Shishkoff trains four to five days a week for three hours a day, burning more than 1,800 calories per workout. He tries to take in about 3,000 calories per day and less than 30 grams of protein. But he is a cyclist, not a body-builder or football player, athletes who need large amounts of protein to bulk up.
Dietitian Visanto Melina, 66, says that ample amounts of protein, fats and carbohydrates as well as a 3,000-to-6,000-calorie-a-day plant-based diet is possible, provided it's well planned.
Melina, co-author of Becoming Vegetarian and Becoming Vegan, says new vegetarians or vegans might avoid necessary foods for flavour reasons, like tofu.
She says seasoned and packaged alternatives, such as veggie chicken- or beef-flavoured soy jerky, are good for athletes who can't cook.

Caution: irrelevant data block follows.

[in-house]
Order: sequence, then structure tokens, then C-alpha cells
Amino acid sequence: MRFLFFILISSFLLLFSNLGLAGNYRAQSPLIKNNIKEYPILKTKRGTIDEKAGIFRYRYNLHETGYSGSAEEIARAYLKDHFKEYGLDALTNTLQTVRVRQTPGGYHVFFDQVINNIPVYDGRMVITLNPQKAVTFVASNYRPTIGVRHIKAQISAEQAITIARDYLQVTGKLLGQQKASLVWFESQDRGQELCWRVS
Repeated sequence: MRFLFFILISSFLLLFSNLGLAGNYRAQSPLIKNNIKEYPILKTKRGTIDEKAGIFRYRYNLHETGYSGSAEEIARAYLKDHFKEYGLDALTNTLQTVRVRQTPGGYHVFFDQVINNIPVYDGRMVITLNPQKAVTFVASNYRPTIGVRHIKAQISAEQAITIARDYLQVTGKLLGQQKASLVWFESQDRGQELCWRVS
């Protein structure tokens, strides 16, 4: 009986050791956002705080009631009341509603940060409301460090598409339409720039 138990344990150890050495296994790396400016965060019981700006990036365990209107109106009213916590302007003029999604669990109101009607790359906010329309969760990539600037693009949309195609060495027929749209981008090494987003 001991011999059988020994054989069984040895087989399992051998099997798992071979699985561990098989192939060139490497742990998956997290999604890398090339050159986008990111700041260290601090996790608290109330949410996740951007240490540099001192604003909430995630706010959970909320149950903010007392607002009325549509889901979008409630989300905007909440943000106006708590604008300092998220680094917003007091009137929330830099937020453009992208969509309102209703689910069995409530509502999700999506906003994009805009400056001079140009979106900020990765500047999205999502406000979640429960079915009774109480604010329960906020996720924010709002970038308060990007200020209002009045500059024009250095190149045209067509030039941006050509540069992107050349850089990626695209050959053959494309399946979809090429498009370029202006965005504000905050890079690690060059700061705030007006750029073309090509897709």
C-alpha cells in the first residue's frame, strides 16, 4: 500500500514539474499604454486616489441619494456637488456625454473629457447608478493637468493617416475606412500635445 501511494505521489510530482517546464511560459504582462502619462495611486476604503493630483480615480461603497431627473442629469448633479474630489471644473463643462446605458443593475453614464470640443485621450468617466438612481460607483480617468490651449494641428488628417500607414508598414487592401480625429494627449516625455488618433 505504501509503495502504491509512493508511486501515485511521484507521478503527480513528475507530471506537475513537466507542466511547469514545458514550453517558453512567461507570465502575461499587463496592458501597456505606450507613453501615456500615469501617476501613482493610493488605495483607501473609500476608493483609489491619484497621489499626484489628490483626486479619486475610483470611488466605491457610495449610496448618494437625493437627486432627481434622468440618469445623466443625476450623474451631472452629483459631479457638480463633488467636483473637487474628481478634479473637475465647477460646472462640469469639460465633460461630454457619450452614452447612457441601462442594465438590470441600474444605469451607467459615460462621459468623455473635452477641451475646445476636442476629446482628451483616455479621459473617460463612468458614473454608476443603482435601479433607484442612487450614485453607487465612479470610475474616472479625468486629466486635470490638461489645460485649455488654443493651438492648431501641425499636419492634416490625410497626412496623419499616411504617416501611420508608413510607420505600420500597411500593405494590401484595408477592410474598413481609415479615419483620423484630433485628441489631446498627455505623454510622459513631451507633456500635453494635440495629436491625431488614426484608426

Susan Boegman, a dietitian at Canadian Sport Centre Pacific, says vegetarians and vegans need to supplement with vitamin B12, must watch their iron, iodine, zinc and vitamin D levels, and ensure they are getting enough oils and fats in their diet.
"It's a lot easier to get adequate iron from eating a steak, or eating fish, or eating dark meat chicken than it is to get it from plant sources," Boegman says. "It's totally doable, but it takes some dedication."
Essential fats can be gleaned from eating avocados, walnuts, and flax and pumpkin seeds, but it's harder for the body to absorb the fat, so the athlete will have to eat more, Boegman says. She says some athletes might do well on a vegetarian or vegan diet, while others might suffer performance loss or iron deficiency.
Organic Athlete member Émile de Rosnay, 34, is working from a whole-food to a full vegetarian diet. The cyclist started a plant-based diet because he was more than 20 pounds over his 180-pound race weight. He says he hasn't been this light since high school.
"My energy levels are the same -- I didn't go through a system crash or anything like that," de Rosnay says. "I eat what I want of the things that I can eat, and the portions I can eat. I used to eat too much before, too much dairy, too much meat."